Ghana has the second-highest number of recoveries from the Coronavirus among West African nations monitored by the Africa Centre for Disease Control (CDC).
Ghana which has recorded 2,317 recoveries from the illness which has infected 7,117 persons and claimed 34 lives comes second to only Nigeria which has 2,385 recoveries from 8,344 confirmed cases and 249 deaths.
276 new cases of #COVID19;
8344 cases of #COVID19 in Nigeria
Figures from the Africa CDC also indicates that Guinea has the third-highest number of recoveries in the region with 1,673 followed by Senegal (1,565) and Cote d’Ivoire (1,257).
President Akufo-Addo has hinted that Ghana’s low case-fatality ratio could result in an easing of lockdown restrictions.
“Stakeholder consultations are taking place on the way forward towards the easing of restrictions, so that our social and economic lives can go back to normal. I expect these consultations to conclude this week, so that I can announce to Ghanaians a clear roadmap for easing the restrictions. We have to find a way back, but in safety, for we cannot be under these restrictions forever,” the President said.
Ghana’s COVID-19 UPDATE
Active cases: 4,766
Visit http://ghanahealthservice.org/covid19 for the details
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“I am fortified in this view by three considerations. Firstly, sad though any premature death is, the hard fact is that the rate of deaths in Ghana amongst confirmed cases is very low – one per one million, i.e. 0.0001%, one of the lowest in Africa, and, indeed, in the world, this, despite the very high number of tests we are carrying out. This has been so since the very beginning of the outbreak over two (2) months ago”.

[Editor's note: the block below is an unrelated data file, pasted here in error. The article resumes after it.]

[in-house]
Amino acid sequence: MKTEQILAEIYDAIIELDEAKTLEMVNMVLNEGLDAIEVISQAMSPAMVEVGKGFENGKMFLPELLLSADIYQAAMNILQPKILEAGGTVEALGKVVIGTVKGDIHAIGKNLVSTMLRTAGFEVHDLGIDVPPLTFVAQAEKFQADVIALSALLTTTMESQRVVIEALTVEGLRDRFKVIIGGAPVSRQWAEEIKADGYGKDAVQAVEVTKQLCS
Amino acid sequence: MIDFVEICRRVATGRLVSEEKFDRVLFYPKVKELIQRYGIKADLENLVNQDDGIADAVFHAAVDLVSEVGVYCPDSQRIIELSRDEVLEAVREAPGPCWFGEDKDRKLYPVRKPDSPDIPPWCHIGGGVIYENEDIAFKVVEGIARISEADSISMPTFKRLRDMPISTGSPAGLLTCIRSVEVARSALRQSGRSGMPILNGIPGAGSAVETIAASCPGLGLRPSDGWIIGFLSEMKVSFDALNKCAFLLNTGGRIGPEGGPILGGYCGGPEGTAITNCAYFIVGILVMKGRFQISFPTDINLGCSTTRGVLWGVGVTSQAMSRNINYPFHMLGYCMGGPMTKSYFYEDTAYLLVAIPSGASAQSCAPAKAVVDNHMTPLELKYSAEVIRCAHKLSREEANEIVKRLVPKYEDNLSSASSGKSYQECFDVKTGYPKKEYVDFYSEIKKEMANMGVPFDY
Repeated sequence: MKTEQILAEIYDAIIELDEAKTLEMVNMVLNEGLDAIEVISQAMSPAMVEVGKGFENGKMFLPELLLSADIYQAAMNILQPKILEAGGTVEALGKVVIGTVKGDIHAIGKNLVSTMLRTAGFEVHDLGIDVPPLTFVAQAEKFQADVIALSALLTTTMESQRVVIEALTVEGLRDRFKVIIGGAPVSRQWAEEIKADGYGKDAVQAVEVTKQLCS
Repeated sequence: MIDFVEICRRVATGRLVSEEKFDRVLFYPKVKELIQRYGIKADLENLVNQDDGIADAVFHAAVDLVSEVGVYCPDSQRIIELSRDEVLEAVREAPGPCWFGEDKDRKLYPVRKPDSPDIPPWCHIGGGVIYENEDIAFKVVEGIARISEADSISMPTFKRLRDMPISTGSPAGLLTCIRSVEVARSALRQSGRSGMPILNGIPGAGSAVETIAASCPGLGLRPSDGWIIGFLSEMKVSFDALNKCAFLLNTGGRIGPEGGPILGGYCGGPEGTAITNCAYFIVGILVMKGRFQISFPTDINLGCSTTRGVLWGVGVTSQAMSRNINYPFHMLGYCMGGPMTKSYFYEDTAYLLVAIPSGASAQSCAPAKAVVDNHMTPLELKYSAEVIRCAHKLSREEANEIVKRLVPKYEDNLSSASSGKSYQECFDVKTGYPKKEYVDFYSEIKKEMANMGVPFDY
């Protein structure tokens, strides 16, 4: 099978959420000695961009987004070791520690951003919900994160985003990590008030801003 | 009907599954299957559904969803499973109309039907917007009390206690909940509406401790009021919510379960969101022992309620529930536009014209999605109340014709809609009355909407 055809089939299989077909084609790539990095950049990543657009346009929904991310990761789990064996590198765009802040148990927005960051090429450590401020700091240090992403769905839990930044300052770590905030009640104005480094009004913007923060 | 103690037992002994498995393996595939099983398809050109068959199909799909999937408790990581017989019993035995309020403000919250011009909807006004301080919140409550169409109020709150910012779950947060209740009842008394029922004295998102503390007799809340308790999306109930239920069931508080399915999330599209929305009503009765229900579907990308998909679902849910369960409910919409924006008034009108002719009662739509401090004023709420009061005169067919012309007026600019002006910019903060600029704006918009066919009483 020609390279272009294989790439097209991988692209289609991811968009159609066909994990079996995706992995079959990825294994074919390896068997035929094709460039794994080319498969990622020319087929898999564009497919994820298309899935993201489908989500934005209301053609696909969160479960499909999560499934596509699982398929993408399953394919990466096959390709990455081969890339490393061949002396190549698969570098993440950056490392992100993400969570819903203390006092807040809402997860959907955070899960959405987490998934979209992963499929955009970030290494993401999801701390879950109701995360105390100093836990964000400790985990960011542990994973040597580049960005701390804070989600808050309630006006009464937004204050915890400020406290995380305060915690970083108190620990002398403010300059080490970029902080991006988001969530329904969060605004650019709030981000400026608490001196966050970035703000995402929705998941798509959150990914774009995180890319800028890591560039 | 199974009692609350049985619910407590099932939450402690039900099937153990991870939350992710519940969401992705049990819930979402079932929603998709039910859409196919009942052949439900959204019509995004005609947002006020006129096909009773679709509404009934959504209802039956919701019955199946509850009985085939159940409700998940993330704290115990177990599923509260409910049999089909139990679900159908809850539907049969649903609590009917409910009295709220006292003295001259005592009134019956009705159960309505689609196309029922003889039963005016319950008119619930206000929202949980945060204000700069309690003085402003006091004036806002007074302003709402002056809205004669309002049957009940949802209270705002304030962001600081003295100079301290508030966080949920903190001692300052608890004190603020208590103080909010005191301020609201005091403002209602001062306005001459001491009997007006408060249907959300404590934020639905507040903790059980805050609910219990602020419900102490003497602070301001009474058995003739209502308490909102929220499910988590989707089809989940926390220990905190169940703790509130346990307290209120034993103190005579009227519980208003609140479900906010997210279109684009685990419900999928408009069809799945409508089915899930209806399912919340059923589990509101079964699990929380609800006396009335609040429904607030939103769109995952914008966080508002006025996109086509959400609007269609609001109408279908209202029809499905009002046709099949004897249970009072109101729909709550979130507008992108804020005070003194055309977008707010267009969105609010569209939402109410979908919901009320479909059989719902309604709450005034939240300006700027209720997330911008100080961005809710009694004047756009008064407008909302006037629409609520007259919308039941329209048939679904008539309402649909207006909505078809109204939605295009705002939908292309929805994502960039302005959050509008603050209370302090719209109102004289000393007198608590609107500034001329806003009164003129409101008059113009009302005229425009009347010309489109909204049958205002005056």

The President added that the number of critically-ill Coronavirus patients that required hospitalisation and ventilation support had also remained consistently low.
Ghana had imposed a three-week lockdown on three major cities (Greater Accra, Kasoa and Greater Kumasi) identified as coronavirus hotspots in March.
The president lifted the lockdown on April 20 but extended the ban on public gatherings that include Ghanian elaborate funerals, church services and schools.